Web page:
Electrons and Holes in a Single Silicon Slab


Kei Takashina and Koji Muraki
Physical Science Laboratory

 Electron-hole bilayers in which a two-dimensional electron gas (2DEG) and a two-dimensional hole gas (2DHG) coexist in close proximity have received considerable interest owing to the possibility of their hosting a condensation of indirect dipolar excitons [1]. Here, we examine the low temperature transport properties of a device in which electrons and holes are simultaneously generated but separately contacted [2] in a 40 nm thick layer of silicon.
 The device consists of a Silicon-On-Insulator transistor [Fig. 1(a)] in which the front- and back-gates allow sufficient electric field in the silicon quantum well to overcome the band-gap so that a 2DEG and 2DHG can be generated simultaneously at opposite sides of the well. The device is cut into a Hall-bar where each of the arms is terminated by p- and n-type contacts [Fig. 1(b)] made by ion implantation of B and P respectively [3]. The n-contacts (p-contacts) connect to the 2DEG (2DHG) but the p-contacts (n-contacts) do not due to the depletion regions formed at each junction between the 2DEG (2DHG) and the p-contacts (n-contacts) leading to independent contacts.
 Low temperature measurements of Shubnikov de Haas oscillations [Fig. 1(d) and Fig. 1(e)] show that the charge carriers are generated at the expected positions in the structure [Fig. 1(c)] and that their densities can be controlled by an interlayer bias applied between the 2DEG and 2DHG in addition to the gate voltages. This allows the electric field (confinement potential) to be tuned in the quantum well, and in turn allows the physical properties of the carriers such as the strength of disorder and electronic valley splitting to be controlled [4]. We confirm that drag measurements are possible with the structure [5]. We expect that the structure will allow many new measurements to probe the physics of electron-hole systems.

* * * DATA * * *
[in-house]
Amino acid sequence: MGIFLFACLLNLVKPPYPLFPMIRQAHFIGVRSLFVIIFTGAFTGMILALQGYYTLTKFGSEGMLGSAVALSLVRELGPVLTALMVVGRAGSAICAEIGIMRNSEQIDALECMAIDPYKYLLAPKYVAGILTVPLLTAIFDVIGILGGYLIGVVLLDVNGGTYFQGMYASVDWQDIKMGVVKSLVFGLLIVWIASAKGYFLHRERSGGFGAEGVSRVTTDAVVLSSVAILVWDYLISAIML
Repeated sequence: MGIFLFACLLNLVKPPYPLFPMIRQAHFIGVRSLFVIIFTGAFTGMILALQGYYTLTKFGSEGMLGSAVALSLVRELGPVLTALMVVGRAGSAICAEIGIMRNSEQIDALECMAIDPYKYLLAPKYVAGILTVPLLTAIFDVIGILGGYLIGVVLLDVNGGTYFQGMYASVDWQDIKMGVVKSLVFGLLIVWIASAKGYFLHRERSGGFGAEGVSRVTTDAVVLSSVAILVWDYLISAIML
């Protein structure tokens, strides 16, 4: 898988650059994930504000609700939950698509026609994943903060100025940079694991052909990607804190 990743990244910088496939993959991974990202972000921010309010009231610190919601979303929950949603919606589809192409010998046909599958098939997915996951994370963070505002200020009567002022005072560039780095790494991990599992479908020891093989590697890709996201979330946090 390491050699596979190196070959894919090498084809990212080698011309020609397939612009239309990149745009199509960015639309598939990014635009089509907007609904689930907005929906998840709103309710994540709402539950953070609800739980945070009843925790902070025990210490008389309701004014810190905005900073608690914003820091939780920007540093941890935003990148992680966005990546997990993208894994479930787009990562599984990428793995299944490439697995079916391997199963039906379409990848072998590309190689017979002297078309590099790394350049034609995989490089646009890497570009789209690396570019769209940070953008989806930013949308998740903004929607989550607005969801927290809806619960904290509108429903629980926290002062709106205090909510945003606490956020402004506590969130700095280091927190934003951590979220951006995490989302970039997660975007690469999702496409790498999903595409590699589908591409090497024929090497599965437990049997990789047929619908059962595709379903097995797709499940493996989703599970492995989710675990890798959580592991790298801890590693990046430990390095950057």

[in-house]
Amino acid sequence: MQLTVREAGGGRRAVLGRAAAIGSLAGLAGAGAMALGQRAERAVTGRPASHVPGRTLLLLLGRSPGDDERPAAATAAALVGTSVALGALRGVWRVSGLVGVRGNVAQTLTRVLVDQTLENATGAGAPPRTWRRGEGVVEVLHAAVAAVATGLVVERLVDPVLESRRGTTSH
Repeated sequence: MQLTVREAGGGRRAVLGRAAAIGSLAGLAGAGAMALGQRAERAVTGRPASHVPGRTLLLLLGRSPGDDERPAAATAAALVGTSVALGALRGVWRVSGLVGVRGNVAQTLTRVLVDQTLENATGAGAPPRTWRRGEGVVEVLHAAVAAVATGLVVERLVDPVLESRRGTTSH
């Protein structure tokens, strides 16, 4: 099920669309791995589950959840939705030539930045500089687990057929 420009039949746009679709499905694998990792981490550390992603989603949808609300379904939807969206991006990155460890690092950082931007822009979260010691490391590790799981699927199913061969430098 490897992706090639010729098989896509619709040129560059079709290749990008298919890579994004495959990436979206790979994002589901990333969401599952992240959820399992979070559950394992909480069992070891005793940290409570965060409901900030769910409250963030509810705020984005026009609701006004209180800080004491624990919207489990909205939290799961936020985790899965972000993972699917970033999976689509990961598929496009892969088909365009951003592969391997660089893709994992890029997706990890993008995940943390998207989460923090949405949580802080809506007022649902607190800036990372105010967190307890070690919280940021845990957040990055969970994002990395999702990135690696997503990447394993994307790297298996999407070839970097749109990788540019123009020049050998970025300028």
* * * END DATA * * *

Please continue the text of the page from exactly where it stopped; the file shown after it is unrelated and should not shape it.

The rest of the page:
[1] Y. E. Lozovik and V. I. Yudson, JETP Lett. 22 (1975) 556.
[2] U. Sivan, P. M. Solomon, and H. Shtrikman, Phys. Rev. Lett. 68 (1992) 1196.
[3] K. Takashina et al., Extended Abstracts of the 2006 International Conference on Solid State Devices and Materials, Yokohama 2006, pp.830-831; K. Takashina et al., Jpn. J. Appl. Phys. 46 (2007) 2596; M. Prunnila et al., Appl. Phys. Lett. 93 (2008) 112113.
[4] K. Takashina et al., Phys. Rev. Lett. 96 (2006) 236801.
[5] K. Takashina et al., Appl. Phys. Lett. 94 (2009) 142104.

Fig. 1. (a) A schematic diagram of the device. (b) An optical micrograph of a Hall bar. The voltage probes are terminated by n- and p-type contacts. (c) Schematics of the confinement potential in different regions of (VFG, VBG) for data shown in (d) and (e). (d) and (e) show conductivity at B=15 T, T〜250 mK taken using n- and p-type contacts respectively with an interlayer bias voltage of 0.6 V.

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